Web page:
Burford and Howstrake Memories


There can't be many of us left right now, so it really is important that any RMBx of those days write just one little snippet of experience or memory. Let me add to the already noted lines of Frank Coleman, by taking you back to the days of Georgie Major Keen, 'Buster' Bradley, Ted Lowther, 'Pop' Christmas, Syd Walkden, 'Doc' Compton, Frank Skinner, M.E. Earl 'Gusty' Gale, Ken Reeves, Micky Hunt, George Pook and so on. All instructors, music and drill.

One of my precious memories relate to sports day, after running through Groudle Glen (on the outskirts of Onchan on the Isle of Man, is formed in a valley leading to the sea at the small port of the same name) to get to the sports field, I managed to come out tops and won best boy under 16, for that I received a small medal and ten shillings and sixpence in savings bonds. The best boy over 16 was one Bob Ellis whom I remember from my Home Fleet days. Bob was a makee learner Drum Major and from what I understand, Bob is still around and living in the midlands somewhere?

As I write I also remember that I won the coveted Gym Medal for 93 Squad, and John Webb won the Squad Cane. John didn't complete his time and retired to Wales, his birthplace.

100% boxing was also in the boys training manual and I had the unfortunate task of fighting Jim Fagg (pianist) who featured in the 'Minder' series on TV. I got the biggest hiding of the night, hence the nick-name 'Max' Beare, after the Heavy Weight champion of yesteryear, Max Baer.

Would you believe, come our annual leave time, cigarettes were issued to one and all, and it was no shame to smoke going over on the boat to Fleetwood. Some of the older boys had pieces put in their trousers to mimic flares and yes, some had the audacity to wear chevrons and I even saw a war wound stripe as worn by 'B______T' McClean. Blue Caps were our normal head-dress but then came a white cover, some of which were difficult to come by.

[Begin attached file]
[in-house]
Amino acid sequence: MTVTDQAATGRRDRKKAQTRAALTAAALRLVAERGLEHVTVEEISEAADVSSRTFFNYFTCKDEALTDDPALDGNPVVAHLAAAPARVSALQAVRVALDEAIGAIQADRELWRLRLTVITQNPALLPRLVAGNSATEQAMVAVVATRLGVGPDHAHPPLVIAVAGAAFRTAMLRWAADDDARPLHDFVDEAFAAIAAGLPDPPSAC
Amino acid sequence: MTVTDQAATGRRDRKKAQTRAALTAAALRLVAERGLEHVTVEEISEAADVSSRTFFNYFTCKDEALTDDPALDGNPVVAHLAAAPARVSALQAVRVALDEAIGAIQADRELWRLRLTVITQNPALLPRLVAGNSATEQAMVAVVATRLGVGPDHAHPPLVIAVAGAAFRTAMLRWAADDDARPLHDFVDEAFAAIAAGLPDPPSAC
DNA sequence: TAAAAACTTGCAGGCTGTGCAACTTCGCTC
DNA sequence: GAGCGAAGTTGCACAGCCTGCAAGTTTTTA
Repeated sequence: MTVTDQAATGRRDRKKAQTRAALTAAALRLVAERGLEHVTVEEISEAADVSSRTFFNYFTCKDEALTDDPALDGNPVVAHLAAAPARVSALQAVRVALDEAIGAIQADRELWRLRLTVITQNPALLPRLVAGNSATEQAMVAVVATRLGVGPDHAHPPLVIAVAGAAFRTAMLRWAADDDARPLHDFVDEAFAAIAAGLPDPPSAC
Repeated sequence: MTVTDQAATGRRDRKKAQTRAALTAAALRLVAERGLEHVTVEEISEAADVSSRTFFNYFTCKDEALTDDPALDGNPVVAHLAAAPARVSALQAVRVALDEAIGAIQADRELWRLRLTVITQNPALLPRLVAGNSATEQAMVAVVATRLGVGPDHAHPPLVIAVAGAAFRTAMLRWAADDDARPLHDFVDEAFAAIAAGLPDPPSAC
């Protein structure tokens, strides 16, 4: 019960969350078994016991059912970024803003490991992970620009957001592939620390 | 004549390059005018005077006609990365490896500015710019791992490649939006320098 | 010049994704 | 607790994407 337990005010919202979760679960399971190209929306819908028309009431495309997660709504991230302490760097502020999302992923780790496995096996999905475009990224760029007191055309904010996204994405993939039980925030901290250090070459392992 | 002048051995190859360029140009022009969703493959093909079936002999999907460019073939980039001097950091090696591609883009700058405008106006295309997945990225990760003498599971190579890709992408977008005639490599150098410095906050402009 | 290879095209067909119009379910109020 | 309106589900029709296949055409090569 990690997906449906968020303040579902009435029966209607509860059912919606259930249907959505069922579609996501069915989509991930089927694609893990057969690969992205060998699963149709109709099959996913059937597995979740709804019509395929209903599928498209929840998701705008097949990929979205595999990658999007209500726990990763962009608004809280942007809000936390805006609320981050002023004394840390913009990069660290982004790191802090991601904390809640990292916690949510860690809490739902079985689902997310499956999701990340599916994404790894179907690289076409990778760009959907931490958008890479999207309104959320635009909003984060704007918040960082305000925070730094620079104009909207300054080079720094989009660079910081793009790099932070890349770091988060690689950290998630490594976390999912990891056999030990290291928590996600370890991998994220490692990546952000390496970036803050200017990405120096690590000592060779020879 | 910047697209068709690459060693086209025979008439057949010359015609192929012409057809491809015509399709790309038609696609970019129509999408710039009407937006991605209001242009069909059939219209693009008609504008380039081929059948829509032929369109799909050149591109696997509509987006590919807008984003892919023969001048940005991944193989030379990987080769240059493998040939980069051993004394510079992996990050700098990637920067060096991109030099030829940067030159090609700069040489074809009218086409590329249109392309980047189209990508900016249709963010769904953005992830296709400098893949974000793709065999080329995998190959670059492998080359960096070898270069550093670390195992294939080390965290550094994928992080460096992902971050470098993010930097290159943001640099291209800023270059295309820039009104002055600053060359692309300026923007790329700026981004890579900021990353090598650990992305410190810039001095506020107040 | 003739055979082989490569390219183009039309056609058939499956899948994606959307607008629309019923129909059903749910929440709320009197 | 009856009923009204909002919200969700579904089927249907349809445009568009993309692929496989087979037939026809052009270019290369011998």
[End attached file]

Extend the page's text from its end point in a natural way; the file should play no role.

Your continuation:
Our day started at 0615hrs right through to 7pm. We had to scrub out our rooms, wood floors, place our kit on the shelf above the bed with folded waterproof cape to tidy up the whole scene. Meals were a story on their own. It also included 'mail call' and this is where Ted Lowther would come into his own and declare "THERE IS GASH" at which time there was an almighty rush to the server by the 150 boys seeking out anything that was going. Just like life itself the older boys took precedence. Then there were the money lenders who thought nothing of lending out money for double back! It would not be fair to name names and pay days saw a queue at the dining room exit, boys paying back their debts.

Kit musters were dreaded. Everything had to be marked with your very own TYPE and all under-clothes and socks had your surname sewn into them, a task which you had to do in your first couple of weeks. Poor old Meatheringham was always last to finish.

OK then, I have said my piece, so come on you remaining RMBx's and let's hear from you and add to my few lines.

Regards and best wishes to all serving and retired. Don't forget…………..WE ARE THE GREATEST!

Bernard S 'Maxie' Beare.


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